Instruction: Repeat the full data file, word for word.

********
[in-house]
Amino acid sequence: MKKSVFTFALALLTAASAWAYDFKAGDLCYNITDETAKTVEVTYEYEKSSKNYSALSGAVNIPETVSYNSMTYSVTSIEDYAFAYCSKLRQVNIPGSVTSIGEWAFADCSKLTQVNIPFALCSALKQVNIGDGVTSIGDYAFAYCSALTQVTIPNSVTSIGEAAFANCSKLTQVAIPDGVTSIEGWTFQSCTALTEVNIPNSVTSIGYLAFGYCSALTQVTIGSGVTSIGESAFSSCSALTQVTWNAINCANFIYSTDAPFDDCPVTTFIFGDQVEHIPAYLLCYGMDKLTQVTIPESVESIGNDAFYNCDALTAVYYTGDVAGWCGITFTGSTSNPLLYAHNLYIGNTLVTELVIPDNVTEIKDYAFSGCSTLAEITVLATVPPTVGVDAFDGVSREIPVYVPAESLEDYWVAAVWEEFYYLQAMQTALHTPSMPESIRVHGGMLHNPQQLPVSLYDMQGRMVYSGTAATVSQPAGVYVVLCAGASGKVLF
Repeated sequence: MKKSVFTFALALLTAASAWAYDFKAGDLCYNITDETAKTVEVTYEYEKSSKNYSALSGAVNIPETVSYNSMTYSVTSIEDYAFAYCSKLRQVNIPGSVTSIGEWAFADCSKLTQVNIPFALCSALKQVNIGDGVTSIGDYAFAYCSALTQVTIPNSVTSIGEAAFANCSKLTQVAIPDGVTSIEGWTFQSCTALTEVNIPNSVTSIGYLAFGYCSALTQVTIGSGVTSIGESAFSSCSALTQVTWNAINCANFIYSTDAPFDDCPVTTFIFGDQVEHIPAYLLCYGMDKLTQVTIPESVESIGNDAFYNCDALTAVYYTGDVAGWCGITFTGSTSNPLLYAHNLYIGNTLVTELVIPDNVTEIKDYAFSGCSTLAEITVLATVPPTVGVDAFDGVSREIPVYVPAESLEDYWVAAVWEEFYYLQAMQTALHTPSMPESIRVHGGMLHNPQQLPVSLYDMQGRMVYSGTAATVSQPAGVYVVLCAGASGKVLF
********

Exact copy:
[in-house]
Amino acid sequence: MKKSVFTFALALLTAASAWAYDFKAGDLCYNITDETAKTVEVTYEYEKSSKNYSALSGAVNIPETVSYNSMTYSVTSIEDYAFAYCSKLRQVNIPGSVTSIGEWAFADCSKLTQVNIPFALCSALKQVNIGDGVTSIGDYAFAYCSALTQVTIPNSVTSIGEAAFANCSKLTQVAIPDGVTSIEGWTFQSCTALTEVNIPNSVTSIGYLAFGYCSALTQVTIGSGVTSIGESAFSSCSALTQVTWNAINCANFIYSTDAPFDDCPVTTFIFGDQVEHIPAYLLCYGMDKLTQVTIPESVESIGNDAFYNCDALTAVYYTGDVAGWCGITFTGSTSNPLLYAHNLYIGNTLVTELVIPDNVTEIKDYAFSGCSTLAEITVLATVPPTVGVDAFDGVSREIPVYVPAESLEDYWVAAVWEEFYYLQAMQTALHTPSMPESIRVHGGMLHNPQQLPVSLYDMQGRMVYSGTAATVSQPAGVYVVLCAGASGKVLF
Repeated sequence: MKKSVFTFALALLTAASAWAYDFKAGDLCYNITDETAKTVEVTYEYEKSSKNYSALSGAVNIPETVSYNSMTYSVTSIEDYAFAYCSKLRQVNIPGSVTSIGEWAFADCSKLTQVNIPFALCSALKQVNIGDGVTSIGDYAFAYCSALTQVTIPNSVTSIGEAAFANCSKLTQVAIPDGVTSIEGWTFQSCTALTEVNIPNSVTSIGYLAFGYCSALTQVTIGSGVTSIGESAFSSCSALTQVTWNAINCANFIYSTDAPFDDCPVTTFIFGDQVEHIPAYLLCYGMDKLTQVTIPESVESIGNDAFYNCDALTAVYYTGDVAGWCGITFTGSTSNPLLYAHNLYIGNTLVTELVIPDNVTEIKDYAFSGCSTLAEITVLATVPPTVGVDAFDGVSREIPVYVPAESLEDYWVAAVWEEFYYLQAMQTALHTPSMPESIRVHGGMLHNPQQLPVSLYDMQGRMVYSGTAATVSQPAGVYVVLCAGASGKVLF